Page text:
Latest Poll – The Value of More Claims Information


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The release of the risk store’s 2008 industry claims statistics forms the basis of our latest riskinfo poll.

We want to know whether your client engagement would be enhanced if you were able to access more information from the life companies that highlights the nature and extent of claims paid to Australians.

There is an almost universal lament within the insurance community that the Australian public believes the life insurance industry simply does not pay claims, or at least does not pay enough.  It is an excuse used often when clients and prospective clients deal with financial advisers and an attitude that also discourages many advisers.

… the challenge for advisers and the industry is to have that positive  message understood and absorbed by the consumer

The opposite is the case, as demonstrated by the risk store’s 2008 claims statistics, and IFSA’s latest industry claims report (see riskinfo article IFSA Releases Results of Claims Experience Investigation).  But the challenge for advisers and the industry is to have that positive  message understood and absorbed by the consumer. 

Traditionally, life companies have been reluctant to release information about their claims experience.  The reasons are serious and practical – the more detail an insurer releases about its claims history, the better chance there is of its competitors and others determining its underlying profitability when combining claims data with statutory (public) reporting required by APRA.  In other words, the information is ‘market sensitive’.

But in recent years, the tide had begun to turn.  It’s turning slowly, but it’s turning, with a number of insurers releasing more and more detail about the make-up of their claims book, such as the breakdown of trauma events, the overall dollar value and proportion of claims per event and category, as well as average claims paid per insurance category (ie Death, TPD, Trauma, Income Protection).

In the United Kingdom, life companies are more ‘generous’ than their Australian counterparts in terms of the amount of detail they release for public consumption.  This has been due, in part, to the adverse and biased electronic media campaigns in the early part of this decade  that targeted the life companies as un-caring institutions who found any excuse to decline a valid claim.

Ironically, the open-ness of the information that is now availabe in the UK has been partly responsible for the enhanced reputation of the life insurance industry in that country.

But on a day to day level, would access to more information about claims statistics be of value to you in your dealings with your clients?  Or do you believe that more access to claims information from the life companies will make little to no difference to the way you conduct and manage your client relationships?

There are many more points of view and cases that can be made, both for and against this question, and we encourage you to have your say in our Comments forum at the end of this article.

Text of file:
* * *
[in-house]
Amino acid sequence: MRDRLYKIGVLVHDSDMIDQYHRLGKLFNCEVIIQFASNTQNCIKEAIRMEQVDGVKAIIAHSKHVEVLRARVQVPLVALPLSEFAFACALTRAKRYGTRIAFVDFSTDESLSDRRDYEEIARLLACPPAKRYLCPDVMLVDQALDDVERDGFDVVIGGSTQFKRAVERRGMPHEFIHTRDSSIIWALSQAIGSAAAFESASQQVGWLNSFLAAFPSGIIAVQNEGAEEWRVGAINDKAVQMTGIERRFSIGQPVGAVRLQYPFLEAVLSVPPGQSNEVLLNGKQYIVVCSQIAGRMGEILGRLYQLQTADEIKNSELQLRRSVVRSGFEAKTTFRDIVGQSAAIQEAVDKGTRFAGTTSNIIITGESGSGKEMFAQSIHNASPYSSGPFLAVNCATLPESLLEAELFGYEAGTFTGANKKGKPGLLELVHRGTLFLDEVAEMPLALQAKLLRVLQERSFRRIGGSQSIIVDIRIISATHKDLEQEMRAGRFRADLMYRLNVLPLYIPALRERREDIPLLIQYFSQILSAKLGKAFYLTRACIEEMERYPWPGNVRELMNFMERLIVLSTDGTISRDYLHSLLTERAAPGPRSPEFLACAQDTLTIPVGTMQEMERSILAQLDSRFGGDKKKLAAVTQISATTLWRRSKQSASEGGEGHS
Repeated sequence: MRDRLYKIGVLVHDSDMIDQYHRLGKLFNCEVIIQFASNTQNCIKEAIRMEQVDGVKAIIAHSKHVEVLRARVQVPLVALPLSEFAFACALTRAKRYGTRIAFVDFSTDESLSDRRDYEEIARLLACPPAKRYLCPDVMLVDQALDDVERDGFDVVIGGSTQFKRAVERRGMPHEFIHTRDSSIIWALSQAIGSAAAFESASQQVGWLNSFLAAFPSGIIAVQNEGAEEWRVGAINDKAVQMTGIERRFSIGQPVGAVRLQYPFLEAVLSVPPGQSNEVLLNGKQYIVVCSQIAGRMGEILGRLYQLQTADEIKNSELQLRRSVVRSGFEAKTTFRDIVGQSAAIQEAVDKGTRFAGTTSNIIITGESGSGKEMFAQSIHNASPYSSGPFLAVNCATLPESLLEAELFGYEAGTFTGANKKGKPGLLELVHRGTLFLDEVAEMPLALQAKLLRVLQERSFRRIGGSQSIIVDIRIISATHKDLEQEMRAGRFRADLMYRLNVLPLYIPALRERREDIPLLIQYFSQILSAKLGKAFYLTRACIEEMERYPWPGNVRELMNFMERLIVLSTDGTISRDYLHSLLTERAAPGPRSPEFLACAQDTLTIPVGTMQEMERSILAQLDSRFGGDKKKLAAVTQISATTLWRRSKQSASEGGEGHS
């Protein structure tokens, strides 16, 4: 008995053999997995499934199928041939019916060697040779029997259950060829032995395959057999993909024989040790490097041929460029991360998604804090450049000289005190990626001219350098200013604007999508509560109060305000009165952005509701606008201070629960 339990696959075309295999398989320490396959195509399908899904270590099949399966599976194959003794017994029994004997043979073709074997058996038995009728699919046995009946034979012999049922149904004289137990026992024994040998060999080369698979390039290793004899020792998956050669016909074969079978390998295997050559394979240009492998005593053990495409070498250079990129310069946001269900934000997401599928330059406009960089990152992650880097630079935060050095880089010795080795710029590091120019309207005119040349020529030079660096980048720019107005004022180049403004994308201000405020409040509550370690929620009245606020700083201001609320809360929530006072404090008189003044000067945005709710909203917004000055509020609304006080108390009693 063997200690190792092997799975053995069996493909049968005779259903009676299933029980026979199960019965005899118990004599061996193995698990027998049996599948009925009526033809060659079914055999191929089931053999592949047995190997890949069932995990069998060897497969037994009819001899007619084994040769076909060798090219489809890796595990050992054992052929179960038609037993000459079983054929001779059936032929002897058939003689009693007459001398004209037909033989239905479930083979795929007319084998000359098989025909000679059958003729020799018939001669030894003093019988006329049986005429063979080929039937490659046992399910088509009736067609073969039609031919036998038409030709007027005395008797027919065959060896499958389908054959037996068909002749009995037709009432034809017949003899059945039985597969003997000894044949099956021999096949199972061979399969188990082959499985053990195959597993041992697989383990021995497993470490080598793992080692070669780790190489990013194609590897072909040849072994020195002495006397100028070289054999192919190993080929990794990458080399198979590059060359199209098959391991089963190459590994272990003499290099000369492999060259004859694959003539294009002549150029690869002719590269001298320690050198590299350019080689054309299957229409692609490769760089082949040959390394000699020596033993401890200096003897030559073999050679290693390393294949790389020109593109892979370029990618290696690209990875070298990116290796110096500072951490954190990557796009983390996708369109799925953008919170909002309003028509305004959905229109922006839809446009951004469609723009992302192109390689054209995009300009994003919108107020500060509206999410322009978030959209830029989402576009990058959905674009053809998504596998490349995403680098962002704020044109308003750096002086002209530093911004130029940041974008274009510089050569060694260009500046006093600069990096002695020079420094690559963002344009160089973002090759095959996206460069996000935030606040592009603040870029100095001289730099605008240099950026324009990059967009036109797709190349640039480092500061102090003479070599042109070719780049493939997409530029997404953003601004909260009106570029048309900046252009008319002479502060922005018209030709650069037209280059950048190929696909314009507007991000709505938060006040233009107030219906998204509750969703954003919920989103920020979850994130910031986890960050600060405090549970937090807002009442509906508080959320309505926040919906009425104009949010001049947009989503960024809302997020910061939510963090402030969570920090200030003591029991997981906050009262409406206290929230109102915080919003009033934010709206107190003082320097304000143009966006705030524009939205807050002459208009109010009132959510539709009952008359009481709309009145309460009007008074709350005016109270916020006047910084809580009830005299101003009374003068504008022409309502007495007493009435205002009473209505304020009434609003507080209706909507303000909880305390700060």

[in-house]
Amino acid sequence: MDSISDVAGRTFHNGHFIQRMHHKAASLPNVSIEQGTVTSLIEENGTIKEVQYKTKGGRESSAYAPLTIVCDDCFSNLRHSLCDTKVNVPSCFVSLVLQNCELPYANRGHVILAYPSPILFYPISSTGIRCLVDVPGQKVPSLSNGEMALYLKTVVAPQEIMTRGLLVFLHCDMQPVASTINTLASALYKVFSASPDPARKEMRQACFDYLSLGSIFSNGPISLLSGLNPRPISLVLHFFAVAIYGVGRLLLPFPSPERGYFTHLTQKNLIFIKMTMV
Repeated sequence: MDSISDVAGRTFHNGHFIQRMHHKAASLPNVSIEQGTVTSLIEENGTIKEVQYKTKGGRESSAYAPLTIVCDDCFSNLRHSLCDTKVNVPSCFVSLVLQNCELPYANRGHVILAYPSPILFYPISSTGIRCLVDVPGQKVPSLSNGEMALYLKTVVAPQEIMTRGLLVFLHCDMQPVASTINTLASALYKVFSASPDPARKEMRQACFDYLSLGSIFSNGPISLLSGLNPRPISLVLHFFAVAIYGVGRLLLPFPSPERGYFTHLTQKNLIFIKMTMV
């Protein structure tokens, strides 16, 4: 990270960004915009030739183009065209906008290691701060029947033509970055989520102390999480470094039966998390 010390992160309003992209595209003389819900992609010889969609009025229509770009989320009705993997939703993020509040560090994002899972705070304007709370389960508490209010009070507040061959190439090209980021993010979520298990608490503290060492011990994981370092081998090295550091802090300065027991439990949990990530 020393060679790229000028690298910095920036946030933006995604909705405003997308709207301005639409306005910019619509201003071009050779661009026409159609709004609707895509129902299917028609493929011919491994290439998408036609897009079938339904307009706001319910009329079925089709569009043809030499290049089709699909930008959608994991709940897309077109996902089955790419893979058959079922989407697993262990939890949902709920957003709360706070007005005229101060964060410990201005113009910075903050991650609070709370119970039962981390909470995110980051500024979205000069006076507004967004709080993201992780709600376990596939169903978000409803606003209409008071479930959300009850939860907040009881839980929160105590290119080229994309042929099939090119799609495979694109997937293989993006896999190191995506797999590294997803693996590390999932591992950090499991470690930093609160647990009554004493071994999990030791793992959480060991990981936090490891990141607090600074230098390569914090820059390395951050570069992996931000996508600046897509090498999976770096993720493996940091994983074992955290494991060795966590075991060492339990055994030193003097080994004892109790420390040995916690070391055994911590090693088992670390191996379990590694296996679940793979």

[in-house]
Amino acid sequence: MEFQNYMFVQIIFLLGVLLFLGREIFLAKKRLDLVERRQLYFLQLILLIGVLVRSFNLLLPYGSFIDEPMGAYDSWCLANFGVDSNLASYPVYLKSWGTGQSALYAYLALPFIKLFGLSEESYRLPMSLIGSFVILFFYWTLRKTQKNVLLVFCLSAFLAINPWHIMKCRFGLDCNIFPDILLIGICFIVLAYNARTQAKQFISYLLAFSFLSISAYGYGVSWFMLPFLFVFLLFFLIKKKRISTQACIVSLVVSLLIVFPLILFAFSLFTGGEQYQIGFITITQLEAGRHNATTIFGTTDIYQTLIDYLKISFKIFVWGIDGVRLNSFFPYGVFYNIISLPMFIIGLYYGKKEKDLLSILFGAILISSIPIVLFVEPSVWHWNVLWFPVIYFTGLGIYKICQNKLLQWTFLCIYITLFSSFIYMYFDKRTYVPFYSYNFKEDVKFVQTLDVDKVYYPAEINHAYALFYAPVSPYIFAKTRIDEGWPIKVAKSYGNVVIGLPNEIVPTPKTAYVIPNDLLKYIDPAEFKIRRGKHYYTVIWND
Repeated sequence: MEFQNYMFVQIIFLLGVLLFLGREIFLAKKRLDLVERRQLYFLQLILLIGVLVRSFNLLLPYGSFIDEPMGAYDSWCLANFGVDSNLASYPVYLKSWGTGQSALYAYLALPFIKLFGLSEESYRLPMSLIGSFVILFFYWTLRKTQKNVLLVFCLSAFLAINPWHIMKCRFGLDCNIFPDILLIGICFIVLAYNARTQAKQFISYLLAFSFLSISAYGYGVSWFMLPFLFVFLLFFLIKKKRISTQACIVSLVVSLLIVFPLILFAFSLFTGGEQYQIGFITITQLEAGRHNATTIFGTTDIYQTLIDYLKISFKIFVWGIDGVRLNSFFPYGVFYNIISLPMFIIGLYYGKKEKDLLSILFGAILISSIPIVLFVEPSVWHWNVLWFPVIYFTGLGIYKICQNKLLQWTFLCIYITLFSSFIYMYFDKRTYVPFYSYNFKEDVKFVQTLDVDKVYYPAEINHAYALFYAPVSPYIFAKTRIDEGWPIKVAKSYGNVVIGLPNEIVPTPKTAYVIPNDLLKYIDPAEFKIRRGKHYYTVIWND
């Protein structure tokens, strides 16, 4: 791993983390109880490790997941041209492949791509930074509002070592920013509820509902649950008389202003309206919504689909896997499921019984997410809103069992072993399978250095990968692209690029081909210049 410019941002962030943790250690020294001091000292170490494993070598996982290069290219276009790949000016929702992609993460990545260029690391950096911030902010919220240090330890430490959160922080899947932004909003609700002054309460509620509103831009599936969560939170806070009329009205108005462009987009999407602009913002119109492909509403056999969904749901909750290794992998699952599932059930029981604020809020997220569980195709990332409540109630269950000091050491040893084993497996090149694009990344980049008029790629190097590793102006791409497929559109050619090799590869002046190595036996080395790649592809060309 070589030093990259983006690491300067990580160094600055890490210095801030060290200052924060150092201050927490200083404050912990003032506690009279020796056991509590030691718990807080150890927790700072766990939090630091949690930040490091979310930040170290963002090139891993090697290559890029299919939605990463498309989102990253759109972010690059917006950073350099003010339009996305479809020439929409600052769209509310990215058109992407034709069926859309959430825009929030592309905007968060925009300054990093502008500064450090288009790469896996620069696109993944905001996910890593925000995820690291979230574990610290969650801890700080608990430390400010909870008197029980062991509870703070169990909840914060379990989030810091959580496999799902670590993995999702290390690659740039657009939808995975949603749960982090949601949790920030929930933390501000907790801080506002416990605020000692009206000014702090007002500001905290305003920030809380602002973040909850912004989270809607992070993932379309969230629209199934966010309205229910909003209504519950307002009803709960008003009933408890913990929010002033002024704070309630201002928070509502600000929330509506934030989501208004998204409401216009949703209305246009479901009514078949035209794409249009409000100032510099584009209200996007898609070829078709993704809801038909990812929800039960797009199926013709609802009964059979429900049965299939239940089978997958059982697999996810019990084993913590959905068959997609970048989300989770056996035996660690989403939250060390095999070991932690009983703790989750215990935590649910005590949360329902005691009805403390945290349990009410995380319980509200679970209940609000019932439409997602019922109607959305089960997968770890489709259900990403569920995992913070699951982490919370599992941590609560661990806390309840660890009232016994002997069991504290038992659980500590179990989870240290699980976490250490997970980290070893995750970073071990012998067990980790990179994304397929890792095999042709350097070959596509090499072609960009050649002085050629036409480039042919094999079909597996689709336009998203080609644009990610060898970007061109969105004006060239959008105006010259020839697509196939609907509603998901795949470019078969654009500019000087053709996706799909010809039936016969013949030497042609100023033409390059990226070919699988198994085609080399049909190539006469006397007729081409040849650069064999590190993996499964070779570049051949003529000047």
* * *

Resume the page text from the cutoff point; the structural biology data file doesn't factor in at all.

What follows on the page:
So, have your say and make your voice heard.

Vote Now!


  1. Congtatulations to Sue Laing in her work in this arena.
    I go back to July 1993, as I had a lot of dealings in the risk area with a great insurer that has regretably been recently sold.

    This insurer provided every month a full report on every claim that it paid, breaking the claims down into each category of cover as well as amount paid, the cause with written explanations, the sex, the age at time of claim ,the number of years the policy was in force and type of policy.
    Not only that, this insurer also gave full details of the type of add on benefits that were paid on income protection benefits. This enabled me as an adviser to ascertian what were really the usefull ‘ bells and whistles” benefits, as we described then and to this day.

    From these figures I became to understand how such ailments such as depression affected claims, as this partricular ailment started to surface in claims around this time.
    Another great benefit was that i had access to the Claims manager and could discuss some of the claims as described, obviously no client names etc and from this I was able to develope a very good understanding on how this insurer handled claims.
    I was able to convey this confidence to my existing and future clients as well as showing them the written monthly claim statistics…Did it work ? my word it did !

    Also…through this relationship I also found out why some claims were NOT paid and what were the percetages, as this was also important to me.

    This insurer provided these detailed monthly claim reports all the way to October 2003 when the Claims manager retired !
    From this I had confidence to keep this insurer on our approved list and to this day they still handle claims well.
    I would like to see more transparency, it is highly useful to me and my clients. I understand that one can obtain the reports that the Life insurers provide to APRA, however I understand there is a large cost to obtain this information.
    I guess that I have an important decade of claims information from an excellent insurer .

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